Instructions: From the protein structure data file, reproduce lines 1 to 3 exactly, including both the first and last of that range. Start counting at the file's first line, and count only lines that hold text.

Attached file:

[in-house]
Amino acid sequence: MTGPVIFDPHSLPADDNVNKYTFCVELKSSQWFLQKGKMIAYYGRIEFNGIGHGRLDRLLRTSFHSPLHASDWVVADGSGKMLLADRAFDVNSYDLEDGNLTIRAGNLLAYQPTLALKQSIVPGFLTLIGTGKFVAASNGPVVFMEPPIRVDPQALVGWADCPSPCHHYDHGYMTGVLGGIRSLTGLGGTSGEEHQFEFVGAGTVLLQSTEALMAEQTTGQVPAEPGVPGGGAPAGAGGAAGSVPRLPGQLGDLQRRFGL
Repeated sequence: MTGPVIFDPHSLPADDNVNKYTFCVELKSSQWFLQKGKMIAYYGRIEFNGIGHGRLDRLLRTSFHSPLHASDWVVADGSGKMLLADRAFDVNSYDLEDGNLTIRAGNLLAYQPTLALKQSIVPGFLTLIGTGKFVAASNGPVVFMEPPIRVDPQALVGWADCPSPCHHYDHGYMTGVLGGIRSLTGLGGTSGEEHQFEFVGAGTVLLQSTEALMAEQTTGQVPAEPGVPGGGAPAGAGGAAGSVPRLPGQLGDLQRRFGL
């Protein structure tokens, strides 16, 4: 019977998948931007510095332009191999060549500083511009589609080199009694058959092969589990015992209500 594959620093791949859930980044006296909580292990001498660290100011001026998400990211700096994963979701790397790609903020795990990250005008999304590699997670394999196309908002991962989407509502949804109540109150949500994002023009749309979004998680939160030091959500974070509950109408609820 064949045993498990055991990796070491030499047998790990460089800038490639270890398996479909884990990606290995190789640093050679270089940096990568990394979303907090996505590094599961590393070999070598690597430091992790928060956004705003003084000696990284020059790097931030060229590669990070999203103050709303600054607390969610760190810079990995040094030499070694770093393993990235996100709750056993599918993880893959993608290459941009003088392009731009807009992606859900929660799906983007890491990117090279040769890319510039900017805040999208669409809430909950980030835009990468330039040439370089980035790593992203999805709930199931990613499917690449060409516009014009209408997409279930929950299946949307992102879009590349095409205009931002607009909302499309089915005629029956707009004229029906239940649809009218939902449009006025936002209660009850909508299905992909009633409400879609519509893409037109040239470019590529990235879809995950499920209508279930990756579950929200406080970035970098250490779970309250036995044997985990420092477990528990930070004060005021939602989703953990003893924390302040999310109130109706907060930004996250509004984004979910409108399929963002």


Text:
[in-house]
Amino acid sequence: MTGPVIFDPHSLPADDNVNKYTFCVELKSSQWFLQKGKMIAYYGRIEFNGIGHGRLDRLLRTSFHSPLHASDWVVADGSGKMLLADRAFDVNSYDLEDGNLTIRAGNLLAYQPTLALKQSIVPGFLTLIGTGKFVAASNGPVVFMEPPIRVDPQALVGWADCPSPCHHYDHGYMTGVLGGIRSLTGLGGTSGEEHQFEFVGAGTVLLQSTEALMAEQTTGQVPAEPGVPGGGAPAGAGGAAGSVPRLPGQLGDLQRRFGL
Repeated sequence: MTGPVIFDPHSLPADDNVNKYTFCVELKSSQWFLQKGKMIAYYGRIEFNGIGHGRLDRLLRTSFHSPLHASDWVVADGSGKMLLADRAFDVNSYDLEDGNLTIRAGNLLAYQPTLALKQSIVPGFLTLIGTGKFVAASNGPVVFMEPPIRVDPQALVGWADCPSPCHHYDHGYMTGVLGGIRSLTGLGGTSGEEHQFEFVGAGTVLLQSTEALMAEQTTGQVPAEPGVPGGGAPAGAGGAAGSVPRLPGQLGDLQRRFGL